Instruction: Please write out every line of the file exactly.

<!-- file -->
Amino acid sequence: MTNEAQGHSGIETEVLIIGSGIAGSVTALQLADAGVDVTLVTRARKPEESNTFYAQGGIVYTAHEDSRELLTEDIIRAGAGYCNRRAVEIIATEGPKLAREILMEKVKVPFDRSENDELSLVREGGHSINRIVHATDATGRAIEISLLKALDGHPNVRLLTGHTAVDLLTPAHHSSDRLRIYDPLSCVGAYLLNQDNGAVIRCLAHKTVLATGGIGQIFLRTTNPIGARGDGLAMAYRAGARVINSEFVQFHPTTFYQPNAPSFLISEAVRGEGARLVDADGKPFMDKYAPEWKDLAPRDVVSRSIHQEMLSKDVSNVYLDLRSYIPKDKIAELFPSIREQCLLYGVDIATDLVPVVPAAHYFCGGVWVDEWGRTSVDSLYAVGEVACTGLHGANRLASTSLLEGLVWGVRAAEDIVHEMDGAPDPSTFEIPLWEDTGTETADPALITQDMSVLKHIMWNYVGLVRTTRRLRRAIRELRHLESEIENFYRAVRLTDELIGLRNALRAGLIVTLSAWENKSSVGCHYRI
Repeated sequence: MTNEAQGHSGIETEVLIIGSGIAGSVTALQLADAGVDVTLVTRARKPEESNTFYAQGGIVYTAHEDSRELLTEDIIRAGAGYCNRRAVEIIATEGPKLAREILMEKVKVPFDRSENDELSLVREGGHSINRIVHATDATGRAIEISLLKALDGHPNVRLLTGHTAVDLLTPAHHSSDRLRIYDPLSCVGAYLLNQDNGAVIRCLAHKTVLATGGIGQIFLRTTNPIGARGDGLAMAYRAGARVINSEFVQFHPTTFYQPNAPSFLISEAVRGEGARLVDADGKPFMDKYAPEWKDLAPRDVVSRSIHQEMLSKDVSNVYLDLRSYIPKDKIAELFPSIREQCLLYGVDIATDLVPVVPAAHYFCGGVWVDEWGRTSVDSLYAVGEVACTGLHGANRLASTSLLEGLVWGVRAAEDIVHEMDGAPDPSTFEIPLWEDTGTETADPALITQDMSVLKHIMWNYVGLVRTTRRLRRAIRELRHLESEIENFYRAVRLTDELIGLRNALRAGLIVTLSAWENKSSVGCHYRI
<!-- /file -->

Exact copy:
Amino acid sequence: MTNEAQGHSGIETEVLIIGSGIAGSVTALQLADAGVDVTLVTRARKPEESNTFYAQGGIVYTAHEDSRELLTEDIIRAGAGYCNRRAVEIIATEGPKLAREILMEKVKVPFDRSENDELSLVREGGHSINRIVHATDATGRAIEISLLKALDGHPNVRLLTGHTAVDLLTPAHHSSDRLRIYDPLSCVGAYLLNQDNGAVIRCLAHKTVLATGGIGQIFLRTTNPIGARGDGLAMAYRAGARVINSEFVQFHPTTFYQPNAPSFLISEAVRGEGARLVDADGKPFMDKYAPEWKDLAPRDVVSRSIHQEMLSKDVSNVYLDLRSYIPKDKIAELFPSIREQCLLYGVDIATDLVPVVPAAHYFCGGVWVDEWGRTSVDSLYAVGEVACTGLHGANRLASTSLLEGLVWGVRAAEDIVHEMDGAPDPSTFEIPLWEDTGTETADPALITQDMSVLKHIMWNYVGLVRTTRRLRRAIRELRHLESEIENFYRAVRLTDELIGLRNALRAGLIVTLSAWENKSSVGCHYRI
Repeated sequence: MTNEAQGHSGIETEVLIIGSGIAGSVTALQLADAGVDVTLVTRARKPEESNTFYAQGGIVYTAHEDSRELLTEDIIRAGAGYCNRRAVEIIATEGPKLAREILMEKVKVPFDRSENDELSLVREGGHSINRIVHATDATGRAIEISLLKALDGHPNVRLLTGHTAVDLLTPAHHSSDRLRIYDPLSCVGAYLLNQDNGAVIRCLAHKTVLATGGIGQIFLRTTNPIGARGDGLAMAYRAGARVINSEFVQFHPTTFYQPNAPSFLISEAVRGEGARLVDADGKPFMDKYAPEWKDLAPRDVVSRSIHQEMLSKDVSNVYLDLRSYIPKDKIAELFPSIREQCLLYGVDIATDLVPVVPAAHYFCGGVWVDEWGRTSVDSLYAVGEVACTGLHGANRLASTSLLEGLVWGVRAAEDIVHEMDGAPDPSTFEIPLWEDTGTETADPALITQDMSVLKHIMWNYVGLVRTTRRLRRAIRELRHLESEIENFYRAVRLTDELIGLRNALRAGLIVTLSAWENKSSVGCHYRI